Pietro Nenni likely would have joined Markos and Tito in their rebellion; but Italy is the only place where Soviet, Yugoslavian, Greek, and Bulgarian troops are side by side and armed (for the moment.) The Soviet commanders on the ground move first and best, and soon they're chasing the rebels into the hills while Pietro Nenni is rather nervously going on the radio and announcing his full support for the Kaganovich government and Soviet policy in Europe.
Meanwhile, in Moscow, Lazar Kaganovich, forced to do the one thing he hates (move quickly) gives a rather surprising order. Limited Soviet troops will be moved into Eastern Europe, if the local governments request it...but outside of Italy, no Soviet troops or troops from the Soviet Bloc will cross Yugoslavian or Greek soil. Indeed, Kaganovich proclaims his friendship to all the Yugoslavian and Greek peoples, urging them to overthrow their "capitalists in Leninist-Stalinist clothing" leaders.
-Cautious of tangling with the Communists so soon after the embarrassment and terror of the Sicilian Crisis, the Amsterdam Pact pledges support for "democratic movements" everywhere. Anthony Eden has begun to sink into a fugue of depression from some unidentified source, and Darlan is busy in Africa, where his whirlwind tour of Algeria is actually very safe, mostly because there are a paucity of non-assimilated Muslims in the major cities. They've been forcibly driven into the deep interior, many heading into Libya.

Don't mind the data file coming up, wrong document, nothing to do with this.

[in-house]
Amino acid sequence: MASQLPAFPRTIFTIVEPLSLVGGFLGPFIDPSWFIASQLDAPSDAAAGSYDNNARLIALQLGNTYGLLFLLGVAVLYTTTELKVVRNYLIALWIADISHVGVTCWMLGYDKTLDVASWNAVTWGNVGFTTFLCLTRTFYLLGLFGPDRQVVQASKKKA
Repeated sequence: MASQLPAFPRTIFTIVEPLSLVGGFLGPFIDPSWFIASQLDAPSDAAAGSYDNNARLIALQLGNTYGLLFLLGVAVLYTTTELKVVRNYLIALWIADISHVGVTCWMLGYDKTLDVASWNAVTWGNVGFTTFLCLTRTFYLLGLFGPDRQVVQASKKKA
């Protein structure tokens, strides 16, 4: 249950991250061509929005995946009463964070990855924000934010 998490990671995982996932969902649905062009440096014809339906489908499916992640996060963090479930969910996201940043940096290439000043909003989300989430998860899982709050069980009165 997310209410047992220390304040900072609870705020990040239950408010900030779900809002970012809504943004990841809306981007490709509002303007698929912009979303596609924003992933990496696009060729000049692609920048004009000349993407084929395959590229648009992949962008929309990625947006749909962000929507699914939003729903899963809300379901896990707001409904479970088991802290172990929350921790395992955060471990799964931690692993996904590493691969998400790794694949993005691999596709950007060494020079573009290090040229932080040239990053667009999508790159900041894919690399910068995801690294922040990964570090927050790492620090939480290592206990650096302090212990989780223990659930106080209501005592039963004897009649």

Joseph Kennedy Jr. doesn't pay much attention, though he makes similar statements that don't actually say anything at all. His America is listening to a 19-year old white from Florida belt out covers of songs by more gifted artists of the wrong skin color; he personally has decided which Southern Senator he'll appoint to the Supreme Court to satisfy the Southern Democrats who helped put him into office.
In July of 1954, Puerto Rico votes, by a razor-thin margin, for independence from the United States in 1956.
-As she has since the beginning of history, Poland becomes the fulcrum on which Europe turns. It will be events in Warsaw in the last half of May, that will shape all that comes next, in Eastern Europe and elsewhere. Much of it will turn on the character of Konstantin Rokossovski, the son of a Pole and Russian who became a Red Army general and rose to the highest rank, even while speaking his Russian with a marked Polish accent.